- July 23, 2020
- By Nick Coyle
- In Sales
The areas of the business outside of the sales department are not usually seen as sales opportunities. The individuals we attract to these departments tend towards the technical rather than the commercial. The prevalent considerations tend towards logistics, time management and technical capability.
Clearly these considerations are crucial to ensure the smooth running of the department but like any other area of the business, it is important to ensure that its assets are achieving optimum efficiency and productivity in order to maximise profitability.
Are your Aftersales teams ‘sales’ people?
Every workshop has a number of hours per day available to sell. Our front of house teams are partially responsible for selling those hours as well as managing our customers’ expectations. What consideration do you give to their training and development in respect of their customer interaction and management? Are they ‘sales’ people?
Every contact with a customer is an opportunity to sell.
Routine service bookings are essentially a distress purchase on the part of the customer. They cannot avoid the necessity of servicing their car, but they can decide where to take it for the work to be carried out. Your service teams should be targeted with making a booking with every enquiry made and maximising the sales opportunities presented to them when the customer is in the business. They are well placed to achieve this insofar as they have more regular contact with the customer and, if they do their job well, are often trusted.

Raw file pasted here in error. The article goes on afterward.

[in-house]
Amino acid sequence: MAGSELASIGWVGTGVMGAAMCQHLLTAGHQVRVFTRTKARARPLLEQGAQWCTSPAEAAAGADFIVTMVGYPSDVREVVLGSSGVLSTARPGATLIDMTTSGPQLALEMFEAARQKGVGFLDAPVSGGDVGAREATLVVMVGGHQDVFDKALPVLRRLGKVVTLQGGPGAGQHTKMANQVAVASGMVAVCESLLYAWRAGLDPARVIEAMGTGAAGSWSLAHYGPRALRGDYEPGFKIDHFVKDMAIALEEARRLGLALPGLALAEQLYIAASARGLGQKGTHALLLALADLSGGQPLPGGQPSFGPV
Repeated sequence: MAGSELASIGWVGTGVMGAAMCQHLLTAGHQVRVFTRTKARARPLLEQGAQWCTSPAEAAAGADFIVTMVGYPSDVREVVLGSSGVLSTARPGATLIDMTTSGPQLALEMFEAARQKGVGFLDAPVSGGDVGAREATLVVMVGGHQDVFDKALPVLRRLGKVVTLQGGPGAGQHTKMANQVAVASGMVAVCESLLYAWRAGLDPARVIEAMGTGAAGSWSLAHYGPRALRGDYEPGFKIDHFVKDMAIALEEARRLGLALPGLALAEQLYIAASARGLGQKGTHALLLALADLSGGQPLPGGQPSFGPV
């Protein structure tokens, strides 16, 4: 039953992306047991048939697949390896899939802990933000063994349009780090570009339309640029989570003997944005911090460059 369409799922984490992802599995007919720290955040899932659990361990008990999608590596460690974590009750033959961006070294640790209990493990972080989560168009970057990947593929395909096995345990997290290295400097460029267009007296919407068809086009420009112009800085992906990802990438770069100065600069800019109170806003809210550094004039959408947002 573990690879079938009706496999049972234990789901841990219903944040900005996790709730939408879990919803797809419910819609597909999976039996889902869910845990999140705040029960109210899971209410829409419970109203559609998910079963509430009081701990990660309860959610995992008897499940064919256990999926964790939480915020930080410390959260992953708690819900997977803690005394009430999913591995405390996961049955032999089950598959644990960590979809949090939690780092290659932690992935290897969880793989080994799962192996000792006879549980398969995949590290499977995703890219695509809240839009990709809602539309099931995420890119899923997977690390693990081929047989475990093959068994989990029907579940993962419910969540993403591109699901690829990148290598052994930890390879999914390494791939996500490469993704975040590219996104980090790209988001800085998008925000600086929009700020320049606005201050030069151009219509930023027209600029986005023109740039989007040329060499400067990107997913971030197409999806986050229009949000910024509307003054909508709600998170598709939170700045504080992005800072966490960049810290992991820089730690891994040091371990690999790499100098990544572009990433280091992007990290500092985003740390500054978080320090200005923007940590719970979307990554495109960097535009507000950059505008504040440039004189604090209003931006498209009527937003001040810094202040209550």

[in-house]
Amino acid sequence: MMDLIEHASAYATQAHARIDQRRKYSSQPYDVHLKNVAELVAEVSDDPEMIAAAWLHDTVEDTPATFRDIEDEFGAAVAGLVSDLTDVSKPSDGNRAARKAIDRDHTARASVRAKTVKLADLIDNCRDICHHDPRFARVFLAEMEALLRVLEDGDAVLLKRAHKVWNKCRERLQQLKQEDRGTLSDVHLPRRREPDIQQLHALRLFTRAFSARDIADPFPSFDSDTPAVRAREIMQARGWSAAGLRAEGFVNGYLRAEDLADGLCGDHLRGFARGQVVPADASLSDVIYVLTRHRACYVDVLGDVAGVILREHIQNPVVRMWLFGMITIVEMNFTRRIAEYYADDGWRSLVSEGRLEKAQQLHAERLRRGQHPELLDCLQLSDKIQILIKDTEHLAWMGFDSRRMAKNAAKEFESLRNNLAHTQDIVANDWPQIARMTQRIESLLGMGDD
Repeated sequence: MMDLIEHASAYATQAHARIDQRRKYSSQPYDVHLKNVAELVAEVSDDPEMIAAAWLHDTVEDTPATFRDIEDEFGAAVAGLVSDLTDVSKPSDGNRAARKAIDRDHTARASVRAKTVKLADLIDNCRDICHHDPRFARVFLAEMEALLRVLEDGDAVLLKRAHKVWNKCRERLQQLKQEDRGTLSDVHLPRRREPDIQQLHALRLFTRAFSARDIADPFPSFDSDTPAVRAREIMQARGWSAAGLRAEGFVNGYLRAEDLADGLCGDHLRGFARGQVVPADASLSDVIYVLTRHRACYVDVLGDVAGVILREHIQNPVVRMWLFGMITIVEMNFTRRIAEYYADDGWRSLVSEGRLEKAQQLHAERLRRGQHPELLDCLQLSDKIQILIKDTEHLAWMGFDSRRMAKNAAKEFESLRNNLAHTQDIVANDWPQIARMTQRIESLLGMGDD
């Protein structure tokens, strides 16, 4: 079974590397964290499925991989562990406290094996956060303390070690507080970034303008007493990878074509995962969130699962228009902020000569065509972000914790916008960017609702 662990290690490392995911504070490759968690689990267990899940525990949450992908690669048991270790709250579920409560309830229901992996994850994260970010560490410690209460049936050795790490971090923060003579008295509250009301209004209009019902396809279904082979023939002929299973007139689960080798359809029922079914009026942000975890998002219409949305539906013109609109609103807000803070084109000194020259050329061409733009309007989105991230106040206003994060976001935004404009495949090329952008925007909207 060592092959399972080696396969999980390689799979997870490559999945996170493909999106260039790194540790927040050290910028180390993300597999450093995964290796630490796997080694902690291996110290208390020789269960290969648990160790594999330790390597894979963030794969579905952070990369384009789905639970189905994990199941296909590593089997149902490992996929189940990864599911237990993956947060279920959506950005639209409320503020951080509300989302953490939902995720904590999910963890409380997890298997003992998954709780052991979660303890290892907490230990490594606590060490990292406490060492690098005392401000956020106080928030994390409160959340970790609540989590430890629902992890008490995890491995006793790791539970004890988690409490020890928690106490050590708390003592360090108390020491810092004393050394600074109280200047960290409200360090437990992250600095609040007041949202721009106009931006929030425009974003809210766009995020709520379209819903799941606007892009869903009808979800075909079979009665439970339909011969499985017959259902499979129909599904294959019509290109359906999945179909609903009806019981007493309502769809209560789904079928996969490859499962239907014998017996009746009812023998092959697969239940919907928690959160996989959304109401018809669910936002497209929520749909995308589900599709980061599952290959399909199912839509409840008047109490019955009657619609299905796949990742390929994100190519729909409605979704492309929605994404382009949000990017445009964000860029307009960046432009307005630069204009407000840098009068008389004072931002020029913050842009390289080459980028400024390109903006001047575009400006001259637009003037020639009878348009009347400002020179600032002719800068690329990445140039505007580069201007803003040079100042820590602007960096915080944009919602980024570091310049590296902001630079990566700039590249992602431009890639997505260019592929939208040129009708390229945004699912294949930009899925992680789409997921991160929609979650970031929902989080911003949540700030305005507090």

– Is there a process for handling incoming calls that your team adhere to?
– Do they have the authority to offer a discount to secure a booking?
– Do your service teams upsell add on work including tyres, paint protection, smart repairs and tyre and alloy wheel insurance?
– Can they discuss service care plans with confidence?
– How well do your teams sell this work?
How can you maximise this for your dealership?
Given that your labour generates a net profit in the order of 30%, it is an area of the business that needs focus, to ensure growth and prevent lost sales.
– Do you provide a comprehensive job description for your teams detailing their responsibilities?
– Do you identify red work and amber work following a health check?
– Are they targeted and rewarded for sales achievement in these additional products?
– Do you train them in the process of selling these products and services?
If your teams are sufficiently well trained, they will see these additional products as adding value to the customer experience. If they have confidence in the quality of these products they should have total confidence in selling the value. If your customer perceives added value, they are more likely to recommend you on a net promoter score and more likely to buy from you again when change time comes. They are less likely to drift towards the independent network after the warranty expires.
So, how can you get the most from your aftersales department? Talk to us about our aftersales training programs.